The concepts behind a motte-and-bailey castle are simple. The high vantage point of the motte is useful for defense and early warning of threats. The dirt used to dig a ditch or moat can be used in turn to raise the motte. Multiple stages of retreat – from fields to bailey and bailey to motte – permit useful defensive military strategies to be employed.

So why are we talking about earthworks and castles in Flanders?

In 2005, Nicholas Shackel, now Professor of Philosophy at Cardiff University, published the wonderfully titled The Vacuity of Postmodernist Methodology. In the paper, Shackel first coins the term “Motte-and-Bailey Doctrine” as a means not of describing medieval defensive structures, but as a means of describing arguments which put forward an aggressive and perhaps controversial premise that the arguer finds attractive. This is the bailey. When that premise is challenged, that person puts forth a second, infinitely more sensible and defensible premise that is at least partially related to the first. This is the motte. They then intentionally conflate the sensible premise with the aggressive one.

The analogy of convenient retreat from an attractive position (the bailey) to a less attractive but more defensible position (the motte) while treating the two as one and the same is quite useful. Shackel was especially annoyed with the tendency of certain postmodern philosophers and theorists to put forth absurd claims, only to retreat to more popular and defensible ones that they treated as synonyms. It can be put to all sorts of other nefarious uses, too, however.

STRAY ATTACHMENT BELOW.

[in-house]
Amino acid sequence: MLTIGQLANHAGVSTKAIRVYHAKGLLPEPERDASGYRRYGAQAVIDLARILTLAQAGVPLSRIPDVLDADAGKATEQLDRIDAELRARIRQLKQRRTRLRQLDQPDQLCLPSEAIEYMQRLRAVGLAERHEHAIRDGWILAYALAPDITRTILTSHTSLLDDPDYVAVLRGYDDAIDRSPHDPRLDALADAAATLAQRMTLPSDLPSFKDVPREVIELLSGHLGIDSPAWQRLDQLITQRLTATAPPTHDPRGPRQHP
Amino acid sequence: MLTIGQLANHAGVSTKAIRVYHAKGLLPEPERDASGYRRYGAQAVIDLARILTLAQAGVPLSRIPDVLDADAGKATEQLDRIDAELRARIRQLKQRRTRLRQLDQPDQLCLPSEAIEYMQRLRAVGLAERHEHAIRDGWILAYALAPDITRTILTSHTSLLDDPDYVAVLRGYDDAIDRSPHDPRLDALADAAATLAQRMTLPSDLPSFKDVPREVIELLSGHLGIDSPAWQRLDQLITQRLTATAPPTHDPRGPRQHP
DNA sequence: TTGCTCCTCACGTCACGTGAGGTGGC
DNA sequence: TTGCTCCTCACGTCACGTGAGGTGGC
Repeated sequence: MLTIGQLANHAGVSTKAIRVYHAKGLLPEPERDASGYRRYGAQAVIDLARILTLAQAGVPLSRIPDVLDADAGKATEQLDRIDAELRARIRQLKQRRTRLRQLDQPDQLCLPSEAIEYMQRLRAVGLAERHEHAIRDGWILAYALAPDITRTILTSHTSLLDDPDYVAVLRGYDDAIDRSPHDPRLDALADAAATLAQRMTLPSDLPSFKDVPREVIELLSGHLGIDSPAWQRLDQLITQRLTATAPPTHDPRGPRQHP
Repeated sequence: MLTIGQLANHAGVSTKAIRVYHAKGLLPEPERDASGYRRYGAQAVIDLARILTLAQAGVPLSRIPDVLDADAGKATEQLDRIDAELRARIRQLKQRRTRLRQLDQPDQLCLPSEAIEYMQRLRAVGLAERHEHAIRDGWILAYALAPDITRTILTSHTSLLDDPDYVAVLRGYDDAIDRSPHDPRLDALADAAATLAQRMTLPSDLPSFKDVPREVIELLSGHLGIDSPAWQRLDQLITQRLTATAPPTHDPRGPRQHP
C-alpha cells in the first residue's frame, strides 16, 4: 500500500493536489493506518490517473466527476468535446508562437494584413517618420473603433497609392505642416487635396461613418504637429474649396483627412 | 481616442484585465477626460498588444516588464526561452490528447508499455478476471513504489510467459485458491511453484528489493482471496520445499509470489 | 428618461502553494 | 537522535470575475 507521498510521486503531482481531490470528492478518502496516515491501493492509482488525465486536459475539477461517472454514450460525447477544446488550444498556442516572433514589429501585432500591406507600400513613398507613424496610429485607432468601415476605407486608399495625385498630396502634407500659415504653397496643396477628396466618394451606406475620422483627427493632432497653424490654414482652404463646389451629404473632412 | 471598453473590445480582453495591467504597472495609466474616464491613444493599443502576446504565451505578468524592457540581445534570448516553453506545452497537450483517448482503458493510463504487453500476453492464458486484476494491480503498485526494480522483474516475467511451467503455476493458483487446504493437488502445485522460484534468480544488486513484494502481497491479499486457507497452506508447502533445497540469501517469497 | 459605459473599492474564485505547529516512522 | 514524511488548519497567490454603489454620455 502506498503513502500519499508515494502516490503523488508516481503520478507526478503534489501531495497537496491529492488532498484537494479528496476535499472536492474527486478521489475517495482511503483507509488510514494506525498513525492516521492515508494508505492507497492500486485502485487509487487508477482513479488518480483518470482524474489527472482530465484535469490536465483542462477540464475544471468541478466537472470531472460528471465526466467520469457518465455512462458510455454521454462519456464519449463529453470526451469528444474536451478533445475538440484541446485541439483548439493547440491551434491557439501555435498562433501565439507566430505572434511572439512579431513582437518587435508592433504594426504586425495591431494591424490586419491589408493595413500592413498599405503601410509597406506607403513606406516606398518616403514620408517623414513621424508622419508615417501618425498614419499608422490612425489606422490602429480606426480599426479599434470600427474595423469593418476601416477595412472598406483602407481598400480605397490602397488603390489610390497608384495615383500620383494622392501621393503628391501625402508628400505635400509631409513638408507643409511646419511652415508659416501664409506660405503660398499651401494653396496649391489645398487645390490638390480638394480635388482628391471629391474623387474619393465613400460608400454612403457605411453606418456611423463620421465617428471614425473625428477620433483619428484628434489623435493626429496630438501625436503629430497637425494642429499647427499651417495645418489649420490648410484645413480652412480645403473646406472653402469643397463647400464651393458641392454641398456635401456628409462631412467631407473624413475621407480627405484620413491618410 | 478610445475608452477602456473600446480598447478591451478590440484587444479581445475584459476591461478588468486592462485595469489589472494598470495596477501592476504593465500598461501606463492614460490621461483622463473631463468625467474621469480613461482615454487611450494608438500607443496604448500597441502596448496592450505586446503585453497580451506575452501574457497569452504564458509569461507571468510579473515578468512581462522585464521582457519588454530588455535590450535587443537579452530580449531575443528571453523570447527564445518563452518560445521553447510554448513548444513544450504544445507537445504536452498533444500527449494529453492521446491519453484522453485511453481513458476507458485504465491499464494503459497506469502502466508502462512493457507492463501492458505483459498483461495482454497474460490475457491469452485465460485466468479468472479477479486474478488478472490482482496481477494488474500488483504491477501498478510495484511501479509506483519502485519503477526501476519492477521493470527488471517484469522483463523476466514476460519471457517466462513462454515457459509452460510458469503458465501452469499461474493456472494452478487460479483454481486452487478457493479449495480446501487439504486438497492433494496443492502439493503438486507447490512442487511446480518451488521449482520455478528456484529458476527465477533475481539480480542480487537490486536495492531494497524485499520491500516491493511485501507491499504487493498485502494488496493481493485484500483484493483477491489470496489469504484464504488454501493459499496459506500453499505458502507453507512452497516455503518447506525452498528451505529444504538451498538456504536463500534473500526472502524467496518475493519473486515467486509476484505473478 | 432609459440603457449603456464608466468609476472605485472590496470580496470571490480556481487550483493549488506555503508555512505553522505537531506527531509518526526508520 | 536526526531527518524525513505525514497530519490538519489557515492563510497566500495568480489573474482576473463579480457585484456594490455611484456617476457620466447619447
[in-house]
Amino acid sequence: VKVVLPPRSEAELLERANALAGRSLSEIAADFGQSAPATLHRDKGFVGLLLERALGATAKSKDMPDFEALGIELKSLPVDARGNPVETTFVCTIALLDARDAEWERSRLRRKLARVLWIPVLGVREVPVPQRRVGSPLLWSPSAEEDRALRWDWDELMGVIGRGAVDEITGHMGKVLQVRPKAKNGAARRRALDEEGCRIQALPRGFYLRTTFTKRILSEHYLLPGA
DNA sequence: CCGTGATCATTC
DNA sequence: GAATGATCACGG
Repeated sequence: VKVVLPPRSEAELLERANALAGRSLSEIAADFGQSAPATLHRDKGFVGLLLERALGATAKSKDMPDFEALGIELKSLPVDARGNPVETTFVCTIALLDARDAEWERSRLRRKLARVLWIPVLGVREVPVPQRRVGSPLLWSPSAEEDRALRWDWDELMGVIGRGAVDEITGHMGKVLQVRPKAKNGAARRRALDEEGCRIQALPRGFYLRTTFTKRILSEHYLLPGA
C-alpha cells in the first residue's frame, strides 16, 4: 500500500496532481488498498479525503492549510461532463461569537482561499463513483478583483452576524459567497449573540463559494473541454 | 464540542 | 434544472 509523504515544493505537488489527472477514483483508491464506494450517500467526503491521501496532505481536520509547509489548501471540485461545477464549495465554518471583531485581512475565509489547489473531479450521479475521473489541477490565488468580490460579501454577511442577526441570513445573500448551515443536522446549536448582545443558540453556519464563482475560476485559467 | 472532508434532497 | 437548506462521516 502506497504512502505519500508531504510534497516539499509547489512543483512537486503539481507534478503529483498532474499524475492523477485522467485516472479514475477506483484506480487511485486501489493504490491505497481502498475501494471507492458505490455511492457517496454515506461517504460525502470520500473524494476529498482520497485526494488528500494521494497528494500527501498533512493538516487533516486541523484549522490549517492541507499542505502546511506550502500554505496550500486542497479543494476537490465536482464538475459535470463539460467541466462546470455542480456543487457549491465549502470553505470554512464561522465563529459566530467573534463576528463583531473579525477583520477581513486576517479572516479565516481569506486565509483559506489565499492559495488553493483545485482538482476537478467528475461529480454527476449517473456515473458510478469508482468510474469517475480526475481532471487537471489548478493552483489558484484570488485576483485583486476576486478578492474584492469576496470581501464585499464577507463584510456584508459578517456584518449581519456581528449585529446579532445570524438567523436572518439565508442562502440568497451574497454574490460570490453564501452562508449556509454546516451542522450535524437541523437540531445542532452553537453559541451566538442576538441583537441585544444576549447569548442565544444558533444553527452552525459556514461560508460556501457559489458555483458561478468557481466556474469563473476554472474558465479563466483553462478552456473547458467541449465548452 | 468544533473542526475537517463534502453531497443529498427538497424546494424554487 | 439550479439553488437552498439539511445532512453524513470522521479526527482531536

Let us say that you wished to make your opponent in an argument seem foolish and unreasonable. Well, then simply accuse them of doubting the popular and defensible premise whenever they attack the aggressive one. Or, let us say that you wished only for the argument to be over and won. Retreat to the motte and, once your opponent weakens his opposition to the more reasonable point, declare victory for your bailey premise! After all, it seems that he finally accepts what you were saying all along. If he protests, well, it seems like he just wants to argue with you. For shame.


In these illustrations and in Shackel’s original paper, the motte-and-bailey doctrine is an argumentation technique. More to the point, it is a fallacious argumentation technique that defeats any attempt to reach a logical outcome. And it does so in pure service of winning the argument. For that reason, the motte-and-bailey doctrine is also fabulously useful as a means of framing dialogue in a political competition game – and in more ways than even Shackel originally envisioned.

In polarized politics, framing issues using the motte-and-bailey doctrine still serves the original purpose of making extreme positions seem reasonable and attacks on those arguments seem unreasonable to the in-group. Yet the existence of mottes-and-baileys also permits each political pole to point exclusively to the baileys (the most aggressive premises) of the opposite side when it is useful to caricaturize their platform as extreme. Sometimes that caricature will not veer very far from reality. Sometimes they will be worlds apart. In all cases the caricature will represent an imperfect but politically useful abstraction.